ARtillry Briefs is a video series that outlines the top trends we’re tracking, including takeaways from recent reports and market forecasts. See the most recent episode below, and past installments are here.
One of the factors that gives us confidence in AR’s revenue-generating potential is the amount of investment being made by influential tech giants. That includes most of the major platforms and more notably, tech’s “four horsemen”: Apple, Google, Facebook and Amazon.
But an important question is “why?” What are their motivations? The answer is different for each of these players, but one theme persists: They’re each motivated to protect or grow core businesses. And they’re finding ways that AR (and VR in some cases) accomplishes that goal.
So what are today’s tech giants doing in AR? More importantly, what does this mosaic of investment and innovation tell us about the trajectory of immersive computing? This was the topic of the latest ARtillry Intelligence Briefing and ARtillry Briefs episode (embedded below).
For Google, it’s all about search. Its go-to flavor of AR is visual search, such as Google Lens and Visual Positioning Service (VPS). These are hoped to boost search query volume, but visually versus textually. This positions the increasingly popular smartphone camera as a search input.
Consider Facebook’s core business: Its primary ad revenue correlates to the time we spend in its walled garden. So AR is a means to keep us in that environment longer through more compelling – and advertising-conducive – content to share with friends. Its “version” of AR is Camera Effects.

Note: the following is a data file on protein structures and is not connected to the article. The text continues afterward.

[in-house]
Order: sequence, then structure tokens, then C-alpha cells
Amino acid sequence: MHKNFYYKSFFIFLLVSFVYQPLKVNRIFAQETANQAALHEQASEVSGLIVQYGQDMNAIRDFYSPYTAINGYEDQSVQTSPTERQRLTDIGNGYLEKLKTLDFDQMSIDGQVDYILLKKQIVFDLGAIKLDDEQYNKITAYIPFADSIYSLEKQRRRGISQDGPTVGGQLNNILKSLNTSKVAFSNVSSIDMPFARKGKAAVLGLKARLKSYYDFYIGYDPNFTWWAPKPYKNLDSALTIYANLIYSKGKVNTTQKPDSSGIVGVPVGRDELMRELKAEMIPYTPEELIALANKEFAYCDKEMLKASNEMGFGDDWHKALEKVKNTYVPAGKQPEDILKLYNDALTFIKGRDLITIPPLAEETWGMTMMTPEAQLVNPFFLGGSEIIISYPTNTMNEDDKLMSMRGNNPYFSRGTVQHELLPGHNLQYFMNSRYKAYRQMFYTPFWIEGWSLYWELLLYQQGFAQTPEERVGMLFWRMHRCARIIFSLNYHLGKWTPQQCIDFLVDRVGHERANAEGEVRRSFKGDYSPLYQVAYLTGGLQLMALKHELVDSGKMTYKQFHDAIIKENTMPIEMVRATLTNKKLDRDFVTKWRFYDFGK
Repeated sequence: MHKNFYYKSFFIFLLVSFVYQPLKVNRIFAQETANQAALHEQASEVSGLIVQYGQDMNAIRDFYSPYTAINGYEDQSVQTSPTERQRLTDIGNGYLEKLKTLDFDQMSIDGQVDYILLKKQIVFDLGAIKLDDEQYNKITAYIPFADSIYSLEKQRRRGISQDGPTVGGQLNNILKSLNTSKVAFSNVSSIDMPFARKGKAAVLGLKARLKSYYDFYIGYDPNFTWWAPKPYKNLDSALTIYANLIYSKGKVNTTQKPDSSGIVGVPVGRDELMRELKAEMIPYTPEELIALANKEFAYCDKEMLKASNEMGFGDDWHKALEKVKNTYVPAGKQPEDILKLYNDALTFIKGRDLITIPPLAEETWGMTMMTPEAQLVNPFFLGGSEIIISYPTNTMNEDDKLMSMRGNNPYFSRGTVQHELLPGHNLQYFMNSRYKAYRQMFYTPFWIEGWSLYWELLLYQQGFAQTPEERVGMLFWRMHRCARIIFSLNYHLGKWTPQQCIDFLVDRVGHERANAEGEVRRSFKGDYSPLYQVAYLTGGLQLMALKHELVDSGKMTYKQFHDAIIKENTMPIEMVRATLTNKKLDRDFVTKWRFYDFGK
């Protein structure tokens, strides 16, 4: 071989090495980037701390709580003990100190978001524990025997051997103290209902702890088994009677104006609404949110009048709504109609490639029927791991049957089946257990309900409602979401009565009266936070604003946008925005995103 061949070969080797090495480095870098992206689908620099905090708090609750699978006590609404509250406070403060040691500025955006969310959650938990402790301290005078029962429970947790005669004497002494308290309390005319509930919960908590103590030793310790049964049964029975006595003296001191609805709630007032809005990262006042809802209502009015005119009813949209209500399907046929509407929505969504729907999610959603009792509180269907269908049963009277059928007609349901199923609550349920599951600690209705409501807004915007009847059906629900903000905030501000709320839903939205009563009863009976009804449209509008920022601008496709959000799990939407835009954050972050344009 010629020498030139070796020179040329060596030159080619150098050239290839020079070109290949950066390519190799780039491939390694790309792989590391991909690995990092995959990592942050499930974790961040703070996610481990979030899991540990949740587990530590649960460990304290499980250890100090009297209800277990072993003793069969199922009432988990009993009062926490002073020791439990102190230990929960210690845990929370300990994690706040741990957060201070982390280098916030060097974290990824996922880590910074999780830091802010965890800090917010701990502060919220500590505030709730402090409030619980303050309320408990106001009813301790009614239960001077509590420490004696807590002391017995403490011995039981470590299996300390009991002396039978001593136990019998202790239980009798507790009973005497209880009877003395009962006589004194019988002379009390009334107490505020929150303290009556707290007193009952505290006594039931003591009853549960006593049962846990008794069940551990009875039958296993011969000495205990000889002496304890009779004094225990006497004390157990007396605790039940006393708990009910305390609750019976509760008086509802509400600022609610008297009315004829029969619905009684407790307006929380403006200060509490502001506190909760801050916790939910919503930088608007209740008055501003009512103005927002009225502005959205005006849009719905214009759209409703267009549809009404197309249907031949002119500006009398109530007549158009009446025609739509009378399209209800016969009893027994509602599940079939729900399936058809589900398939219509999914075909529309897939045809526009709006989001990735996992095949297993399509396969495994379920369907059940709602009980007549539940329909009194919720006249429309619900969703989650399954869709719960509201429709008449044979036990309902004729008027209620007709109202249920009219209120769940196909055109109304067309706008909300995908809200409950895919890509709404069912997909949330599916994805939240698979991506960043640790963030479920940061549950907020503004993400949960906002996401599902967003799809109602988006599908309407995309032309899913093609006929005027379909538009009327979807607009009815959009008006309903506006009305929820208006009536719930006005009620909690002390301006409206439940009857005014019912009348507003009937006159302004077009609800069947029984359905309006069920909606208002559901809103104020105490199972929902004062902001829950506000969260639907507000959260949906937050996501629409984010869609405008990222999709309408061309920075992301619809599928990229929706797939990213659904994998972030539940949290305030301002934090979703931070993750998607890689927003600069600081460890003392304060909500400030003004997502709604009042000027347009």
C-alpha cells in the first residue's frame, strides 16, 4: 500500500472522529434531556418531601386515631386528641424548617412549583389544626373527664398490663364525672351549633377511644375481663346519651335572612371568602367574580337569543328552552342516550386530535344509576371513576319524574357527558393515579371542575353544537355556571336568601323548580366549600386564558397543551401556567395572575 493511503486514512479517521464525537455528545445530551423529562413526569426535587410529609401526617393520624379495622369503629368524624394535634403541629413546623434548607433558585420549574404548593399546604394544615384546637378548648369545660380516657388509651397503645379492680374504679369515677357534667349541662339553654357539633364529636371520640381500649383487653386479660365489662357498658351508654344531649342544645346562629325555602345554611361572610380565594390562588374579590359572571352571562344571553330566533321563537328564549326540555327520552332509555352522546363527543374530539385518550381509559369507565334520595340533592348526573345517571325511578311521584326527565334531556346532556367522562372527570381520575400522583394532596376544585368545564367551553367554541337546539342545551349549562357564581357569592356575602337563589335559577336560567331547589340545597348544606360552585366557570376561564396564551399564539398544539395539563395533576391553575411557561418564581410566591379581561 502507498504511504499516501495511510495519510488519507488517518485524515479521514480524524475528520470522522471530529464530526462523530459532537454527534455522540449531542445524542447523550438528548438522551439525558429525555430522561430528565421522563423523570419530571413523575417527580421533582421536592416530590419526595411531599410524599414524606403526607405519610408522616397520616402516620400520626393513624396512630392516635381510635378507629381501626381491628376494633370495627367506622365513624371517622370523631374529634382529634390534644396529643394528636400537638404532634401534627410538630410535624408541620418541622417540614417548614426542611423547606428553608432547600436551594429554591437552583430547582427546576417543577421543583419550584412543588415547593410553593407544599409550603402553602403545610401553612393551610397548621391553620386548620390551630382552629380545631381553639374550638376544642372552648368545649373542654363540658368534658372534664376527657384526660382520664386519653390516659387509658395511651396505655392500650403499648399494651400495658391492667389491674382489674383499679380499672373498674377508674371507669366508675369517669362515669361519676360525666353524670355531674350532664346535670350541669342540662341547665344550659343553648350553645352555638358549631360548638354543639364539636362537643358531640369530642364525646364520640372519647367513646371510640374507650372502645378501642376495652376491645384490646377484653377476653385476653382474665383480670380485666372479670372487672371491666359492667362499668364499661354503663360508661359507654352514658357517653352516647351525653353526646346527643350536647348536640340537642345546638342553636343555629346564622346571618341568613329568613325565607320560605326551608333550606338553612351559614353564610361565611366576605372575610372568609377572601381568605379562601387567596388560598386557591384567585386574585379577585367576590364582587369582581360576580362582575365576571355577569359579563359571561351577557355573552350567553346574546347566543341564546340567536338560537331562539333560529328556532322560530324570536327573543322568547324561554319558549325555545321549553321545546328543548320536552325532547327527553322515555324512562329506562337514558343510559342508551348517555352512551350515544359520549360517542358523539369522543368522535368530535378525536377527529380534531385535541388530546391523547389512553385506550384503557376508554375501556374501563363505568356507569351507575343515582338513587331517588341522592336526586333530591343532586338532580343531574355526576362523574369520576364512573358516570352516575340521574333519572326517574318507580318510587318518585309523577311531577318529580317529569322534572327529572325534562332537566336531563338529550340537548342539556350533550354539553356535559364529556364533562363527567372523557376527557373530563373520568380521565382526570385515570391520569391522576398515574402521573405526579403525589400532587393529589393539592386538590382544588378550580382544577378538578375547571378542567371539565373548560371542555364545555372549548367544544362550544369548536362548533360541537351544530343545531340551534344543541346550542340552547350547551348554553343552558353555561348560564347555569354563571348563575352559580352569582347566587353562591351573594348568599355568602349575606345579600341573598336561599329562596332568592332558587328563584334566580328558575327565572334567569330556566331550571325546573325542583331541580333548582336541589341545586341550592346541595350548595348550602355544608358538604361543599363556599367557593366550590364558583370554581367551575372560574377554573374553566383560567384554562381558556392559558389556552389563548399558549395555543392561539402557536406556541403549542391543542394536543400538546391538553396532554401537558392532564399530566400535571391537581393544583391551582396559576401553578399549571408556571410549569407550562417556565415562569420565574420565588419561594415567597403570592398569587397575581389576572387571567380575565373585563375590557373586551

On to Apple, though it’s increasingly diversifying into software and services, its core business is selling hardware. So most moves it makes are to make iThings more attractive to consumers. AR is no exception, as immersive and visually-compelling apps, via ARkit, make iPhones sexy again.
Amazon is likewise making big XR moves, though perhaps the most shrouded in mystery. Its AR product visualization features engender more informed shoppers who buy more and return less: big factors for the margin-obsessed giant. And its Sumerian platform looms large.
Meanwhile, Microsoft is making big moves in enterprise AR (HoloLens) and consumer VR (Windows Mixed Reality). Snapchat is an early mover in mobile AR, as is Niantic, which is in the midst of an ambitious AR platform play. And Unity continues to expand capabilities in AR.
For more color, check out the latest episode of ARtillry Insights below, and it’s corresponding Intelligence Briefing for a deeper dive.
Disclosure: ARtillry has no financial stake in the companies mentioned in this post, nor received payment for its production. Disclosure and ethics policy can be seen here.